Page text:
In honor of Black History Month, we want to highlight a member of the Armed Forces who fought against all odds to become a major role in the acceptance of Black Americans in the military; GEN Benjamin O. Davis Jr.
Benjamin Oliver Davis Jr. was born in Washington. D.C. on December 18, 1912. His father (Benjamin O. Davis Sr.) was the first Black General in the United States Army. Benjamin, Sr. served in the military in various capacities, to include the Spanish-American War and serving in the original Buffalo Soldier regiments. Certainly, there was lineage for Davis Jr. to live up to, and he did it with applause.
Davis, Jr. attended the University of Chicago before being accepted into the Military Academy in 1932. Davis Jr. was the first black cadet to attend West Point in the 20th Century, and only the fourth black cadet to graduate at the time that he accepted his commission for Second Lieutenant. Davis Jr. ranked number 35 in his class of 276. Unfortunately, when he enrolled in the institute, Davis Jr. soon experienced intense institutional prejudice. During his time at West Point, he lived the entire experience without a single fellow service-member speaking to him outside of what was deemed necessary by the institute. However, Davis Jr. patiently kept his eye on the prize, despite these unfortunate experiences. Soon after, he would note many of his personal encounters: “It was designed to make me buckle, but I refused to buckle. They didn’t understand that I was going to stay there. That I was going to graduate.” By the time he graduated and became commissioned as a Second Lieutenant, the Army had only two black line officers; Benjamin O. Davis, Jr., and his father before him.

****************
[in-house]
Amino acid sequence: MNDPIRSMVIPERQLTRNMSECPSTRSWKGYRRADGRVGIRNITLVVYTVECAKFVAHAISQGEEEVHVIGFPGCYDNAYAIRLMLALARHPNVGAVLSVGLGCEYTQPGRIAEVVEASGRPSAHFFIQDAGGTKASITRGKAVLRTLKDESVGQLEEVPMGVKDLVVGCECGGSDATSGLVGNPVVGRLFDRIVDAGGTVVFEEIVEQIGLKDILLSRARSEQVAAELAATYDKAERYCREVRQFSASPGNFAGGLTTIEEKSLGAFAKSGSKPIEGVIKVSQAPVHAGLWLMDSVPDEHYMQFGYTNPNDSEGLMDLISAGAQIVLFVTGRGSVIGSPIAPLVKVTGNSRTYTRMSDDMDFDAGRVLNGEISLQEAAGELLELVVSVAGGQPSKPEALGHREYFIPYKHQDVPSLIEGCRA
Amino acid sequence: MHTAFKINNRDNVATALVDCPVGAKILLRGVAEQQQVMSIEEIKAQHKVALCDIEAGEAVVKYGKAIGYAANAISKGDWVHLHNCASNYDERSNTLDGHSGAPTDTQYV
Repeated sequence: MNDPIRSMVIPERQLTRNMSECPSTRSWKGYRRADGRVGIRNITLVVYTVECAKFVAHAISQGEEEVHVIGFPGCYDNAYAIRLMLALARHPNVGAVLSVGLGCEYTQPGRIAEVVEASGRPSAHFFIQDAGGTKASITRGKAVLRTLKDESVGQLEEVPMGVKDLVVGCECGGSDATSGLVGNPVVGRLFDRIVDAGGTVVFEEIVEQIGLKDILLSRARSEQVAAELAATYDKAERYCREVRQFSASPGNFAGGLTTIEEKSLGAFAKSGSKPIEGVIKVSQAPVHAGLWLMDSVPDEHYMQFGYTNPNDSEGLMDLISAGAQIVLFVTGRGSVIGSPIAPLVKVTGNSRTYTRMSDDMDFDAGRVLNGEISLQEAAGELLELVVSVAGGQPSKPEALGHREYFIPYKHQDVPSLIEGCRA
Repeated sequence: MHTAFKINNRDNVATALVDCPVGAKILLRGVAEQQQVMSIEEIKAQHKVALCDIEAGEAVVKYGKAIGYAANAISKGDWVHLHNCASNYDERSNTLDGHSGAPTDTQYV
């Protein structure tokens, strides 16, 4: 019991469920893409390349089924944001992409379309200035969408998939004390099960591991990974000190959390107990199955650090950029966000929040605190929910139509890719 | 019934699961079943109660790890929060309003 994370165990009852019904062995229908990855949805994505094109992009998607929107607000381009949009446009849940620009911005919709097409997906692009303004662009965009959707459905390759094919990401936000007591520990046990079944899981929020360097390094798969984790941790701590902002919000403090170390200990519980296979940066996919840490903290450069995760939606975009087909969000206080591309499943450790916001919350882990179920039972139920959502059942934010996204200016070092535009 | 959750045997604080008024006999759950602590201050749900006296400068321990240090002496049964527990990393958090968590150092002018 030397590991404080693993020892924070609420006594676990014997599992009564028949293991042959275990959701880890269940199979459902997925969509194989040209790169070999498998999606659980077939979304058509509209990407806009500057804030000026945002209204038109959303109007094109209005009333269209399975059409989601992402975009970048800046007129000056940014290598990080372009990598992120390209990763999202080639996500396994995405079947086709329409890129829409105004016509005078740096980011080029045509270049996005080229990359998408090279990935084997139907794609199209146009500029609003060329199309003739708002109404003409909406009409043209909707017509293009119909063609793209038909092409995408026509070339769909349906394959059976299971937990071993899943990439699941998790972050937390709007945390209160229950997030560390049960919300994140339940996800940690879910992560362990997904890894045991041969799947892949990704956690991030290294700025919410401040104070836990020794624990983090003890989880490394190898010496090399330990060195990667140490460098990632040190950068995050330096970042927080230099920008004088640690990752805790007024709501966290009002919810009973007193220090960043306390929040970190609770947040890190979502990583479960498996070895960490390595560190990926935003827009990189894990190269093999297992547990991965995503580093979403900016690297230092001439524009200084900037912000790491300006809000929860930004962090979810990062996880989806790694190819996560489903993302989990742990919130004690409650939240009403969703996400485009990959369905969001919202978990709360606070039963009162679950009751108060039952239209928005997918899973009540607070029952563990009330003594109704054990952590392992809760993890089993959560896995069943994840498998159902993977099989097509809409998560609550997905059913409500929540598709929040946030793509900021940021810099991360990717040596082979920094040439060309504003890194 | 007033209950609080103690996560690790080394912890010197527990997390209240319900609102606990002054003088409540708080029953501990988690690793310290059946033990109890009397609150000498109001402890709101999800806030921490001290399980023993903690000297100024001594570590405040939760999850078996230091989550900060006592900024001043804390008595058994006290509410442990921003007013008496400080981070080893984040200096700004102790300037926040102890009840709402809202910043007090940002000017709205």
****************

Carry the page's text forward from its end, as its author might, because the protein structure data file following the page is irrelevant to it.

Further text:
Because of his excellent standing amongst his peers, Davis Jr. should have been guaranteed an assignment of his choosing. However, he decided to apply for the Army Air Corps, in which he was denied because a Black squadron did not exist during that time. Instead, he was assigned to the 24th Infantry Regiment, which was an all-Black division in Georgia. In addition to this, and even though he was an officer, he was not allowed entrance to any officers clubs. On June 19, 1939, he had earned the rank of First Lieutenant and soon after, Captain.
In 1943, he commanded the 332nd Fighter Group (the Tuskegee Airmen). Davis himself flew at least 60 combat missions and soon after was promoted to Colonel. After the war, Davis held other commands, and helped plan desegregation within the U.S. Air Force. Davis Jr. graduated from the Air War College in 1950, went on to command a fighter wing in the Korean War, and then earned the rank of Brigadier General in 1954. In 1959, Davis became the first Black American to reach the rank of Major General in the U.S. Air Force, and six years later, he was promoted to Lieutenant General.
After he retired in 1970, he was named Director of Civil Aviation Security in the U.S. Department of Transportation. While he was leading the security group, he coordinated and calculated the end of a pandemic of aircraft hijackings in the United States. Later on, Davis Jr. became an Assistant Secretary of Transportation in 1971. Davis received many awards, including two Distinguished Service Medals and a Silver Star. In 1998, Davis Jr. was awarded his fourth general’s star. "